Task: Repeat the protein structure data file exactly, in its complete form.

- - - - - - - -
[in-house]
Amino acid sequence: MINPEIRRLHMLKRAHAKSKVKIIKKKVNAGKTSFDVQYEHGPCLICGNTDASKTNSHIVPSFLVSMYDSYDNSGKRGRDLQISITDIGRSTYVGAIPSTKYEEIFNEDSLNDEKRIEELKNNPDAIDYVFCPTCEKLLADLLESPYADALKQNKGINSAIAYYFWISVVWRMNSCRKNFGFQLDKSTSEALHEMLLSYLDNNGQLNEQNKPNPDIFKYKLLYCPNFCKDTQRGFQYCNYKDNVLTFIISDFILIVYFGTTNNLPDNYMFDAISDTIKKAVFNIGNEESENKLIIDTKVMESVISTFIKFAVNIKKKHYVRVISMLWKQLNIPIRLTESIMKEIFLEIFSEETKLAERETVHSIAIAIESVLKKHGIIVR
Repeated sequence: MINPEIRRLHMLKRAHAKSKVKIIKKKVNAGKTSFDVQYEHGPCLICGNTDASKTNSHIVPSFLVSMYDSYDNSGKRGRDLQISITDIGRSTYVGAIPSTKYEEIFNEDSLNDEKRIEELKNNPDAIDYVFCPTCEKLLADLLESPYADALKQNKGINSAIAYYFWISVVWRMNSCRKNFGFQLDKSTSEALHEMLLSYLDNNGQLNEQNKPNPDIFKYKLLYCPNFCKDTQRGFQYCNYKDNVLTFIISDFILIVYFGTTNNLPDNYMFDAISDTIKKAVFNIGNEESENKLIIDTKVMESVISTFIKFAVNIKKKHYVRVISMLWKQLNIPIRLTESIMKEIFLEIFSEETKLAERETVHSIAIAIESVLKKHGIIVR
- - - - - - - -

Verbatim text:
[in-house]
Amino acid sequence: MINPEIRRLHMLKRAHAKSKVKIIKKKVNAGKTSFDVQYEHGPCLICGNTDASKTNSHIVPSFLVSMYDSYDNSGKRGRDLQISITDIGRSTYVGAIPSTKYEEIFNEDSLNDEKRIEELKNNPDAIDYVFCPTCEKLLADLLESPYADALKQNKGINSAIAYYFWISVVWRMNSCRKNFGFQLDKSTSEALHEMLLSYLDNNGQLNEQNKPNPDIFKYKLLYCPNFCKDTQRGFQYCNYKDNVLTFIISDFILIVYFGTTNNLPDNYMFDAISDTIKKAVFNIGNEESENKLIIDTKVMESVISTFIKFAVNIKKKHYVRVISMLWKQLNIPIRLTESIMKEIFLEIFSEETKLAERETVHSIAIAIESVLKKHGIIVR
Repeated sequence: MINPEIRRLHMLKRAHAKSKVKIIKKKVNAGKTSFDVQYEHGPCLICGNTDASKTNSHIVPSFLVSMYDSYDNSGKRGRDLQISITDIGRSTYVGAIPSTKYEEIFNEDSLNDEKRIEELKNNPDAIDYVFCPTCEKLLADLLESPYADALKQNKGINSAIAYYFWISVVWRMNSCRKNFGFQLDKSTSEALHEMLLSYLDNNGQLNEQNKPNPDIFKYKLLYCPNFCKDTQRGFQYCNYKDNVLTFIISDFILIVYFGTTNNLPDNYMFDAISDTIKKAVFNIGNEESENKLIIDTKVMESVISTFIKFAVNIKKKHYVRVISMLWKQLNIPIRLTESIMKEIFLEIFSEETKLAERETVHSIAIAIESVLKKHGIIVR